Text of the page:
Larkey resignation backlash will leave a mark

By Allen Edmonds

allen@northcassherald.com


As anticipated, late this week I had the opportunity to sit down with Norman Larkey, the recently deposed fire chief.


I say “deposed,” because honesty is required in situations like this. He had choices. He could resign and accept a severance package that would pay and extend his benefits through September, or he could be fired.


He took an option he wasn’t offered, but one that put the City of Belton on notice. He resigned, but refused the severance package. Accepting the severance would have required him to agree to go quietly. Larkey wanted to be able to speak freely, and that he did on Thursday morning.


The details of that conversation will wait until next week. Not because I want to play the “60 Minutes” game and tease my audience, but rather a much more real and down-to-earth reason. There’s too much to do in this small office for me freeze everything, revisit my notes, condense a 90-minute conversation into the most important points, give the City Manager and Mayor a proper opportunity to respond, and still get a paper to press before the end of the week.


But at the same time, I wanted to let readers know that Larkey fulfilled the promise to speak out that he made last week following his Friday resignation.


That story made the online version of the North Cass Herald, but was too late for the print edition.


His promise to give his side stoked the fires of social media over the weekend with speculation and guesswork as to what would come out.


And what will come out is concerning, indeed – from a number of standpoints.


The obvious disclaimer I have to make is that, like a great many Beltonites, I’ve known the Larkey family for decades. Nearly as long as I’ve known former City Clerk Patti Ledford and her family.


My profession commits me to fairness in covering the events of our city, but it doesn’t mean I have to ignore questionable decision-making just because I have long-time acquaintances involved. Leave the recusals to the lawyers. My challenge is to be fair no matter what, and I will be.


Not everything we discussed will come out, and that’s understood. Not everything that will come out can be properly defended by city leaders. Again, lawyers. They may want to desperately, but they’ll be gagged. That, too, will need to be understood.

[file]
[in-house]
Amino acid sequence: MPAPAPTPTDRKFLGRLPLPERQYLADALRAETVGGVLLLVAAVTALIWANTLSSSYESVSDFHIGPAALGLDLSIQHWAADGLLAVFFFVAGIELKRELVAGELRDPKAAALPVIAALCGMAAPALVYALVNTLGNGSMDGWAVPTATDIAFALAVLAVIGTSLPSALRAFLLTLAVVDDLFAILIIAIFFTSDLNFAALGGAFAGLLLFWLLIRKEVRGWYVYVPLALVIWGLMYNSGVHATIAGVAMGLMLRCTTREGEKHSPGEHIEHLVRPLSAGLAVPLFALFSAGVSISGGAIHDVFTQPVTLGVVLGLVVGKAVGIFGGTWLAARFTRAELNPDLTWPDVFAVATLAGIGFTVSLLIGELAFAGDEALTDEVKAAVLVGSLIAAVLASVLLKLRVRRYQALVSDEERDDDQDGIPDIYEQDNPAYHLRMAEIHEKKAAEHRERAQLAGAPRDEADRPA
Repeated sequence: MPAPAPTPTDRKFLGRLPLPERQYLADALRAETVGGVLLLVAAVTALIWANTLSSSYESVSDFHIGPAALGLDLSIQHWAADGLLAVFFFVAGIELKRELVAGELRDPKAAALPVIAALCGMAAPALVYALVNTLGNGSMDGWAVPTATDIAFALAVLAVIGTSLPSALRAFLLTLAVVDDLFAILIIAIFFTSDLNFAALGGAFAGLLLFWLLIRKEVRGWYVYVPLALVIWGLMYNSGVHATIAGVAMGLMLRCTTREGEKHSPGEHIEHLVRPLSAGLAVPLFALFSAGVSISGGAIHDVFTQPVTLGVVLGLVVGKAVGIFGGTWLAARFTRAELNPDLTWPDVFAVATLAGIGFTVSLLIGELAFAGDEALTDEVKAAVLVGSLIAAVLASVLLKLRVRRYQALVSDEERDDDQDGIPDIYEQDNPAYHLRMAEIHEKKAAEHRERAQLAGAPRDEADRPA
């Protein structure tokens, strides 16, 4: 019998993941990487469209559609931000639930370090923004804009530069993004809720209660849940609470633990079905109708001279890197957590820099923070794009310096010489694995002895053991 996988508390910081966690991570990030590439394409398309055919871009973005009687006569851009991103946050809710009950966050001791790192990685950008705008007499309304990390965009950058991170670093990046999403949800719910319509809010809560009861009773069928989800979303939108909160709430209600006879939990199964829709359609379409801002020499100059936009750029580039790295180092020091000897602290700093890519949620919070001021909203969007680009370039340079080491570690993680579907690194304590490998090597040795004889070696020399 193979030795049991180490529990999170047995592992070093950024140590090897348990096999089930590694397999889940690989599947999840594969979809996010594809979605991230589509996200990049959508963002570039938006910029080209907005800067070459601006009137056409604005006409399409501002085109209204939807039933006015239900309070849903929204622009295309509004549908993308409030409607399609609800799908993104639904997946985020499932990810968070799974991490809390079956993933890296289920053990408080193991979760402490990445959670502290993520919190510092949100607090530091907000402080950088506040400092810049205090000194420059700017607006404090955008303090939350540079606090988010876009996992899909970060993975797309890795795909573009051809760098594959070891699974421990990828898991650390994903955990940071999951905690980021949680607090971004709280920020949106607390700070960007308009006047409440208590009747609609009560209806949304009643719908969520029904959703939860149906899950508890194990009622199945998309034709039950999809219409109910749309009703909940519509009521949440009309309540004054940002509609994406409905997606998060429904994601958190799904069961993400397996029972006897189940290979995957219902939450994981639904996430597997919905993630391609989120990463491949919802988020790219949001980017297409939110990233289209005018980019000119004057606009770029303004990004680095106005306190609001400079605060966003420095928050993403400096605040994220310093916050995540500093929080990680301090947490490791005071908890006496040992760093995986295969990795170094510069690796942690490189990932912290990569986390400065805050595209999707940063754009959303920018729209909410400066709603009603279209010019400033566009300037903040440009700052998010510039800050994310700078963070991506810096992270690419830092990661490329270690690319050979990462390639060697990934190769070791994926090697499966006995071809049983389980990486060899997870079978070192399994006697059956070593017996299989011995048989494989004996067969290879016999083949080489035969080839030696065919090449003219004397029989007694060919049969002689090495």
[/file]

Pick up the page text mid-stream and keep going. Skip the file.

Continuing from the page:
But there are a significant number of areas of concern regarding and related to City Hall’s treatment of Larkey that require explanation. If those explanations are provided, readers can decide. If they’re not, readers can use that information as well. There have been a string of unfortunate occurrences at City Hall over the past month.


Whether the trash debacle, the storm siren malfunction and the Larkey issue all happening at practically the same time were the result of disastrous luck or are overdue symptoms of deep-seated problems at City Hall will be a call for citizens to make.

• • •


Speaking of the storm siren malfunction, Police Chief James Person, who by default is now the city’s Emergency Management Director, will present a proposal by Blue Valley Public Safety to do a complete inspection of the city’s siren system, locate a radio activated light in the Communications Center and perform routine maintenance on a regular basis.


Basically, it sounds like a service agreement, and it’ll cost a total of $33,852. The City Council vote on first and second readings of the budget amendment on Tuesday night.



That’s shortly they retire to Executive (secret) Session to discuss negotiated contracts, legal actions and, yes, the sadly familiar “hiring, firing, disciplining or promotion of personnel.

One can only imagine . . .

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